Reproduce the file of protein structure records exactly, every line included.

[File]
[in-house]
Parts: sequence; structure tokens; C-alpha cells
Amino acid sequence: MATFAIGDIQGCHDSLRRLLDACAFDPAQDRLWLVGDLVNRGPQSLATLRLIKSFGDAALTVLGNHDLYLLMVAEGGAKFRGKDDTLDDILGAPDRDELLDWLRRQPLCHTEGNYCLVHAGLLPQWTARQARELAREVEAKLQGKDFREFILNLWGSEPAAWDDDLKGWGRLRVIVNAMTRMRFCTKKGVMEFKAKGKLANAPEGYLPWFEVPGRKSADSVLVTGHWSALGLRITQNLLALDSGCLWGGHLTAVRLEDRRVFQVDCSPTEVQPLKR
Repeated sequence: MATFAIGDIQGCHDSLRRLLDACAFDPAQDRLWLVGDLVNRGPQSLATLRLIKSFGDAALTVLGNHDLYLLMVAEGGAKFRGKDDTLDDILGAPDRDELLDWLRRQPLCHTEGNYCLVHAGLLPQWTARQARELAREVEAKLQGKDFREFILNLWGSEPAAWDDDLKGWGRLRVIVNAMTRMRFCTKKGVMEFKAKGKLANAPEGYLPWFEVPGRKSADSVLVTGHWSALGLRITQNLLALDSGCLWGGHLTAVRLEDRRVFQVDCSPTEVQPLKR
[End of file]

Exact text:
[in-house]
Parts: sequence; structure tokens; C-alpha cells
Amino acid sequence: MATFAIGDIQGCHDSLRRLLDACAFDPAQDRLWLVGDLVNRGPQSLATLRLIKSFGDAALTVLGNHDLYLLMVAEGGAKFRGKDDTLDDILGAPDRDELLDWLRRQPLCHTEGNYCLVHAGLLPQWTARQARELAREVEAKLQGKDFREFILNLWGSEPAAWDDDLKGWGRLRVIVNAMTRMRFCTKKGVMEFKAKGKLANAPEGYLPWFEVPGRKSADSVLVTGHWSALGLRITQNLLALDSGCLWGGHLTAVRLEDRRVFQVDCSPTEVQPLKR
Repeated sequence: MATFAIGDIQGCHDSLRRLLDACAFDPAQDRLWLVGDLVNRGPQSLATLRLIKSFGDAALTVLGNHDLYLLMVAEGGAKFRGKDDTLDDILGAPDRDELLDWLRRQPLCHTEGNYCLVHAGLLPQWTARQARELAREVEAKLQGKDFREFILNLWGSEPAAWDDDLKGWGRLRVIVNAMTRMRFCTKKGVMEFKAKGKLANAPEGYLPWFEVPGRKSADSVLVTGHWSALGLRITQNLLALDSGCLWGGHLTAVRLEDRRVFQVDCSPTEVQPLKR